Like it or not, there is a good chance that PML-N will win again. Bilawal Bhutto Zardari may be endearing to some, but he is a ‘toothless tiger’ who reads speeches written out for him by his father’s advisors. Most people may not know this, but the party which wins the parliamentary seats on both sides of the Grand Trunk (GT) Road chooses the prime minister. Therefore, the primary aim of both, PML-N and PPP, is to win as many seats on that belt as possible. The most interesting election, however, will be in Karachi and Hyderabad, where PSP will battle it out with their former friends and colleagues in MQM-P, with both sides knowing each other’s strengths and weaknesses.

Pakistanis never vote based on standards of governance or administrative performance. We vote on our perception and more importantly, on ethnic lines. Punjab will support the Punjabi, Sindh will support the Sindhi, and so on. If this were not the case, parties would never have had provincial strongholds despite their gross negligence and maladministration.

To be more truthful, Pakistan lacks the basic prerequisites for a functioning democracy. There are no public educational standards to speak of and the awareness that goes with it is non-existent. We vote with our emotions and unfortunately with our stomachs in rural areas. Such votes are called ‘Biryani’ votes and sadly, these are the ones that decide the fate of Pakistan. The coming months will be decisive in shaping the fate of the 2018 election, and given the current political climate, it is only anyone’s guess how the election will truly unravel this time around.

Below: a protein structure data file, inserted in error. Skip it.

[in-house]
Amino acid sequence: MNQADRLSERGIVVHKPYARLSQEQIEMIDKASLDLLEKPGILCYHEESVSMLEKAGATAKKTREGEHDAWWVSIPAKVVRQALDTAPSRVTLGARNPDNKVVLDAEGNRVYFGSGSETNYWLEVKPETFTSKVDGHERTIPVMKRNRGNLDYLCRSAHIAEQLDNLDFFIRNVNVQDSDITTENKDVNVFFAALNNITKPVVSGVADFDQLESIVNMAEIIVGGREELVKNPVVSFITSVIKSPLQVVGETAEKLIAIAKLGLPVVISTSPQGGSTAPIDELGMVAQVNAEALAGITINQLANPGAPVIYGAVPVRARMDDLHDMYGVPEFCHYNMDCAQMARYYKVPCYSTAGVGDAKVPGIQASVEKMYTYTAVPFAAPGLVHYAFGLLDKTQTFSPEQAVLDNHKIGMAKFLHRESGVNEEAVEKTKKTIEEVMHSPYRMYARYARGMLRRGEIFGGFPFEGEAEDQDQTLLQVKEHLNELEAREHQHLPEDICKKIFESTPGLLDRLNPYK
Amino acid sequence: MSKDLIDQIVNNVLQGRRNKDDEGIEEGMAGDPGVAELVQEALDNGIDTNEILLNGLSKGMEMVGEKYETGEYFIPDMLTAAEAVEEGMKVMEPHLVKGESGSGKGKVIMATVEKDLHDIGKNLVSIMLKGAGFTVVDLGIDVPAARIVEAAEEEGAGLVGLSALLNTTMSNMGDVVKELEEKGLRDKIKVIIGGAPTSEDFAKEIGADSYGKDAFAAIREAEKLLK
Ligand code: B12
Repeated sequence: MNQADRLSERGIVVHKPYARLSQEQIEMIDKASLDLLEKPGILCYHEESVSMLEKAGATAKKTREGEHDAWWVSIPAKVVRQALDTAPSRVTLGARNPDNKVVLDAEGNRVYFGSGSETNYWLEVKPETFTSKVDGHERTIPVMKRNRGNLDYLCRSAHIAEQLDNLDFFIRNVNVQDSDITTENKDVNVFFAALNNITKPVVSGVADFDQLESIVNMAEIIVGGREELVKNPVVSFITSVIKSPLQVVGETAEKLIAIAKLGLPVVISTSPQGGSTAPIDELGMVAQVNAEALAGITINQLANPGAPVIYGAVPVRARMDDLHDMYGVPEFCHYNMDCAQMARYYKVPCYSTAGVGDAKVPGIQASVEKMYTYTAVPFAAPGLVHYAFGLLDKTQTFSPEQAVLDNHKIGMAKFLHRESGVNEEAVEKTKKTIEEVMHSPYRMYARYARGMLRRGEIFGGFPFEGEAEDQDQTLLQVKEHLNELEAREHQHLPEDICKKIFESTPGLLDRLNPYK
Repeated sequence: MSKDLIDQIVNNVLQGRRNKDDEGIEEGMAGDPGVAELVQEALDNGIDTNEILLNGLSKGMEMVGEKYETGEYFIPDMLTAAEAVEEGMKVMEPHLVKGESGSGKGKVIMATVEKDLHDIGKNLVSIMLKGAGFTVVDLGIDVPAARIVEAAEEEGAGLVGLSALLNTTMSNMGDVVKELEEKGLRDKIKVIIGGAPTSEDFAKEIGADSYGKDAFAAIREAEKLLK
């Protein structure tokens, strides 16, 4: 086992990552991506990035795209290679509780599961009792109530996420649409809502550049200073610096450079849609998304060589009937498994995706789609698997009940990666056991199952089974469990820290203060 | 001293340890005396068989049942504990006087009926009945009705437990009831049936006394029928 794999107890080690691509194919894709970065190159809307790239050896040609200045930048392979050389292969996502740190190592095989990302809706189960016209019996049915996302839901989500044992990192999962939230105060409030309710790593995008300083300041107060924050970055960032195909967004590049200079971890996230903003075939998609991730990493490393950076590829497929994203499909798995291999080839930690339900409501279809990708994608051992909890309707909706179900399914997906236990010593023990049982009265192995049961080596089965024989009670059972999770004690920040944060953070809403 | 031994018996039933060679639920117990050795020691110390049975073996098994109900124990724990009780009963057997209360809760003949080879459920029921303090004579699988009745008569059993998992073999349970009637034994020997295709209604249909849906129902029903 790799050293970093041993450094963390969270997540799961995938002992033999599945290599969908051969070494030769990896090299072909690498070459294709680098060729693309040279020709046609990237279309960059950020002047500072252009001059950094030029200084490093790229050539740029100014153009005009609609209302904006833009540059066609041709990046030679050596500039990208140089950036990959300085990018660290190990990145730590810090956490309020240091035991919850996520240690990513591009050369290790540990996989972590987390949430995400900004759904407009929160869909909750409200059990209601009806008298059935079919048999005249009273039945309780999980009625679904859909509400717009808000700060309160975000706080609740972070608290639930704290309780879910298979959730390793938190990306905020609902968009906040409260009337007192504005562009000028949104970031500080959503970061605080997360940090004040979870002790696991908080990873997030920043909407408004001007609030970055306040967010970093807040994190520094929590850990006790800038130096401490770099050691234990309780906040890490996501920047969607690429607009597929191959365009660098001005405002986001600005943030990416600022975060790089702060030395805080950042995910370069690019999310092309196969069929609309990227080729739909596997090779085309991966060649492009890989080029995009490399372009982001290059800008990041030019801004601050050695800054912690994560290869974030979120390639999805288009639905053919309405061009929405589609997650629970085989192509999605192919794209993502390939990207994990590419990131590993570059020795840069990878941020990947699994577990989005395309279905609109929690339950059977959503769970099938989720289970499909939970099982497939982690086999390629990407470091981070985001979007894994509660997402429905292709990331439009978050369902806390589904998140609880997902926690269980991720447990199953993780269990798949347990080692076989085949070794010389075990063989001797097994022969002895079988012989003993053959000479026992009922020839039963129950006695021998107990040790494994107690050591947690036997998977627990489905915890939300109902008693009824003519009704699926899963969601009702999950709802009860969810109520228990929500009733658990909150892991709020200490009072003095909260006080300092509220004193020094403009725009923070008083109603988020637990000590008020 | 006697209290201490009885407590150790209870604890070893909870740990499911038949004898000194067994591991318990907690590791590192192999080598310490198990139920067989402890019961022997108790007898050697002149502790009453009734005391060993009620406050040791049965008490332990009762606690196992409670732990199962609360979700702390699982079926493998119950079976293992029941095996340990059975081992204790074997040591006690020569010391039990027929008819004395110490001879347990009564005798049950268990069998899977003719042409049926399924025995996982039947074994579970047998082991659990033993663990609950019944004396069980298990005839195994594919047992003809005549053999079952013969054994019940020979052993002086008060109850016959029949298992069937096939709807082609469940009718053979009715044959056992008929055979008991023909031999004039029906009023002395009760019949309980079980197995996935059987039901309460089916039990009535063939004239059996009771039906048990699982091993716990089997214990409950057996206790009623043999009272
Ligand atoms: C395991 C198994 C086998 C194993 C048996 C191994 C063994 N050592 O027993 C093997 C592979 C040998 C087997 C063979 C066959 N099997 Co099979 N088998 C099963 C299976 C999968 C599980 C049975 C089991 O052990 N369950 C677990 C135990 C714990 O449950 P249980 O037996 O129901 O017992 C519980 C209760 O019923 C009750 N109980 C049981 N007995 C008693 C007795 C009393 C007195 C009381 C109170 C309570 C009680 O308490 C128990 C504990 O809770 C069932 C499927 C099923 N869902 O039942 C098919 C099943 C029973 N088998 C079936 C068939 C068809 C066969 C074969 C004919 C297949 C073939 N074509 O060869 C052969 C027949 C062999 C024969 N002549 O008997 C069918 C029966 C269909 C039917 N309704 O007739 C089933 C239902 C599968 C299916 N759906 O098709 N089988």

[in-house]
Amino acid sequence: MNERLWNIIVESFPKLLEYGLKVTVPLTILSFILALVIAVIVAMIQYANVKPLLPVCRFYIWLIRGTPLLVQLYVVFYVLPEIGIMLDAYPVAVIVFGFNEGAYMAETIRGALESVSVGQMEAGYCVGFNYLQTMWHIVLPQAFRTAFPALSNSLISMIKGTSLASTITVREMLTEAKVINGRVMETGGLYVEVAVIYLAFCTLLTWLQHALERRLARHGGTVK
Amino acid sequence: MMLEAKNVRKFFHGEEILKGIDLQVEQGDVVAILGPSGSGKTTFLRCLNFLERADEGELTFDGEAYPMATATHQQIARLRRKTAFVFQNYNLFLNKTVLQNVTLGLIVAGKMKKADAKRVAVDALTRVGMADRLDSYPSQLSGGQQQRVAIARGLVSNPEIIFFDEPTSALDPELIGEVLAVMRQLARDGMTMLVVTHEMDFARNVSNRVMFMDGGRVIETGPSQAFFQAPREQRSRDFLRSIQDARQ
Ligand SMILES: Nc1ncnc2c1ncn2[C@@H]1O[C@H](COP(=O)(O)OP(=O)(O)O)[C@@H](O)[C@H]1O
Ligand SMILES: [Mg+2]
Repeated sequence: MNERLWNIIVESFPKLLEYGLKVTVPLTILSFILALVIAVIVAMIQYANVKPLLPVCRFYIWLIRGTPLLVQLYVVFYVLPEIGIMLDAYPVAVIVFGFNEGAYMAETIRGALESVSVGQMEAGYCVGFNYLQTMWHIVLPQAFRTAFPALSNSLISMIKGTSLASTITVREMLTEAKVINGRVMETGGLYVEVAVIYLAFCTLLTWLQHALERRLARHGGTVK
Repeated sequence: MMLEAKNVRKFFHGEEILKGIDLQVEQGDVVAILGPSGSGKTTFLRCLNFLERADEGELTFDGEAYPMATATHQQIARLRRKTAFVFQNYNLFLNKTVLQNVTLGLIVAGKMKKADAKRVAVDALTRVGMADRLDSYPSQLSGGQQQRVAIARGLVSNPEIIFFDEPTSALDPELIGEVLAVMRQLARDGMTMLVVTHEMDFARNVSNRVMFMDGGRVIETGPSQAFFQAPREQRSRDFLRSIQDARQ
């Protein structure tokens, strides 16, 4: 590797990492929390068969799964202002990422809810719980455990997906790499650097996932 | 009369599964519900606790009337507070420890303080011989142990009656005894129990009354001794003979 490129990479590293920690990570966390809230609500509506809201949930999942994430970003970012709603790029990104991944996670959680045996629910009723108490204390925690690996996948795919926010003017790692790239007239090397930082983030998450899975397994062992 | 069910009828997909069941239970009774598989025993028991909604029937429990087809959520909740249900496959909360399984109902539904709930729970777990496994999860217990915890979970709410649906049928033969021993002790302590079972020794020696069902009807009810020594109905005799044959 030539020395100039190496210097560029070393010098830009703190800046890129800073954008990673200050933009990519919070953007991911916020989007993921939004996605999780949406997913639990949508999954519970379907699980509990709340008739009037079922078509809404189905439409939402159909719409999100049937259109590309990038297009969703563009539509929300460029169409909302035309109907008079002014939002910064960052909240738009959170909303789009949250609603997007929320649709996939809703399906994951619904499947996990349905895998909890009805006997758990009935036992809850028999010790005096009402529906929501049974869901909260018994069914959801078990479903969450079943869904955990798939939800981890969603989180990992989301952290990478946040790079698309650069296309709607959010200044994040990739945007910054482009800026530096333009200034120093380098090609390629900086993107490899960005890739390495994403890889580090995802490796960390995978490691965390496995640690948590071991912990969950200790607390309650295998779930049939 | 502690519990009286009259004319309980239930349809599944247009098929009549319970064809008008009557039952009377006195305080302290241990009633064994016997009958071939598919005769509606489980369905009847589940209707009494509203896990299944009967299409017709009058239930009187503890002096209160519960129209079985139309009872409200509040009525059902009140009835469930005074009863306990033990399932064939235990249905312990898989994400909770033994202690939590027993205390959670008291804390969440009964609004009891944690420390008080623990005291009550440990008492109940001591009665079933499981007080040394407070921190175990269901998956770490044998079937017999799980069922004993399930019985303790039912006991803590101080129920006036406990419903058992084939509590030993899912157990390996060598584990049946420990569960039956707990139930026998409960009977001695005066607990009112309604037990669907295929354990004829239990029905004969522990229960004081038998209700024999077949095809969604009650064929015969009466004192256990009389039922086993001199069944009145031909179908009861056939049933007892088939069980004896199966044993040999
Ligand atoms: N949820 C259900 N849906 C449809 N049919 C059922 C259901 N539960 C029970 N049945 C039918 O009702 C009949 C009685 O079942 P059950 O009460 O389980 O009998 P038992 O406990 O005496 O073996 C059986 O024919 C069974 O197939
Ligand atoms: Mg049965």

Shar

Shar

The author holds an MPhil in Public Administration and has taught Politics and Public Policy at the University of Karachi.

The views expressed by the writer and the reader comments do not necessarily reflect the views and policies of The Express Tribune.

  • Parvez

    The impression I got after reading this is that you think the fault with our democracy lies with the people ….. I could not disagree with you more.Recommend

  • Ultimate Reality

    What A Blog, You Stolen My words.Recommend